We continue our “Now Or Never” pre-season series with senior tight end Alize Mack. He arrived in 2015 as one of the jewels of his recruiting class. He was ranked 63rd in the nation by composite, and the #1 tight end in the class. He played for national power house Bishop Gorman High School in Nevada, and was a star for that team. For his high school career, he reeled in 85 catches for 1,725 yards and 26 touchdowns. He was to be the next star in a string of stars at tight end for Notre Dame. He’s big, he’s fast, he’s, on paper, the quintessential matchup nightmare.
His career got of to a promising, although admittedly inconsistent start. He entered his freshman season in 2015 as a backup to junior Durham Smythe, although he had a role as the second tight end. Smythe was lost for the season in week 2 due to a knee injury, and Mack was elevated to starter. While Mack wasn’t a week in and week out contributor as a receiver, he made some big plays his rookie year. He hauled in key, long, fourth quarter receptions against Temple (that led to the game-winning Kizer to Fuller touchdown pass), and against USC. He finished that year with a modest stat line of 13 receptions for 190 yards.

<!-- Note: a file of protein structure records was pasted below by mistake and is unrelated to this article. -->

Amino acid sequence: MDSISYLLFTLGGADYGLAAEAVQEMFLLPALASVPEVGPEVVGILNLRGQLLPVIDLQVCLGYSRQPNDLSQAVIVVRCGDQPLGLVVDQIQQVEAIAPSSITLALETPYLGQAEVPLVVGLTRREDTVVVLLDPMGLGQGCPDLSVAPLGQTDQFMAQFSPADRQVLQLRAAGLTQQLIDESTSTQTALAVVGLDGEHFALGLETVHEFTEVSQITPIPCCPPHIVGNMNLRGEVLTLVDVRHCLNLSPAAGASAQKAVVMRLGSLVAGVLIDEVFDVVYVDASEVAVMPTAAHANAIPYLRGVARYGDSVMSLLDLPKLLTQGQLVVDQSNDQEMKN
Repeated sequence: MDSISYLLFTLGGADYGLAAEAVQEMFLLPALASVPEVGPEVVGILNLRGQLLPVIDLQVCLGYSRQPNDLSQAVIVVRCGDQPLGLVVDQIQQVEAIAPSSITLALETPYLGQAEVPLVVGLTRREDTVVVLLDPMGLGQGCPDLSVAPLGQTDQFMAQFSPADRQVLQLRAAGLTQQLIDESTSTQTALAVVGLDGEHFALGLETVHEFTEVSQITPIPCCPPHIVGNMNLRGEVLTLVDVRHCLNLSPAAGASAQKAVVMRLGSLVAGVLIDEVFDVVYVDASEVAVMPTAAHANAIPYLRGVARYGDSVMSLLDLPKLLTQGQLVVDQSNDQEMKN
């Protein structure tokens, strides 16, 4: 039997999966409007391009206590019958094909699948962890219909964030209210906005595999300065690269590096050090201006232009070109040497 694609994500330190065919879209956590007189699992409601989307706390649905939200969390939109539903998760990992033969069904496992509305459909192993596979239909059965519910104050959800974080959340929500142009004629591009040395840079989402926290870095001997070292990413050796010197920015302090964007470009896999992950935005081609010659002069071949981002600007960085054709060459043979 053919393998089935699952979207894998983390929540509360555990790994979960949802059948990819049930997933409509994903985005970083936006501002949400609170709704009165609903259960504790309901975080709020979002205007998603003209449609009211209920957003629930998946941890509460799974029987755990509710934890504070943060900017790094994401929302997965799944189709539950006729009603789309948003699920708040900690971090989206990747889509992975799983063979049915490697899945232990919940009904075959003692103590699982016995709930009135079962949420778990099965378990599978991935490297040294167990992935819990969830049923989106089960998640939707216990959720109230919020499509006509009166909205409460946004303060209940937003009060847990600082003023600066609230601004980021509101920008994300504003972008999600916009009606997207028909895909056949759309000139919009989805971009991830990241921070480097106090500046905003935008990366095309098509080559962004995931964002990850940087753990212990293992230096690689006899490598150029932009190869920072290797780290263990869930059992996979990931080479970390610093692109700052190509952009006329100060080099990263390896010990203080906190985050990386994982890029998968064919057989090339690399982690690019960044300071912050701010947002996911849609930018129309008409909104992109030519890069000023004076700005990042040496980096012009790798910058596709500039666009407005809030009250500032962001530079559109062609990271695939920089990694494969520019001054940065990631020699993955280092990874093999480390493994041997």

He came out of the 2016 spring practices as one of the stars. Couldn’t be guarded in the red zone and he was tearing up the Irish safeties. The sky was the limit. Then he was suspended for academic shortcomings, and he was shelved for all of 2016. His ascent was going to have to wait a year.
He returned in 2017 with similar expectations and a desire to make up for his suspension the previous season. That didn’t materialize.
He finished finished tied for third on the team in receptions (19) and sixth in yards (166). He caught his lone and first career touchdown pass late in the fourth quarter against Miami. He wasn’t a threat up the seem and was basically a non-factor in the red zone. He was also a low efficiency pass catcher; according to Bill Connelly at footballstudyhall.com, Mack hauled in 48% of his targets and only had a 36% success rate on his 19 receptions. (Success rate measures how often his receptions resulted in either a first down or a touchdown.)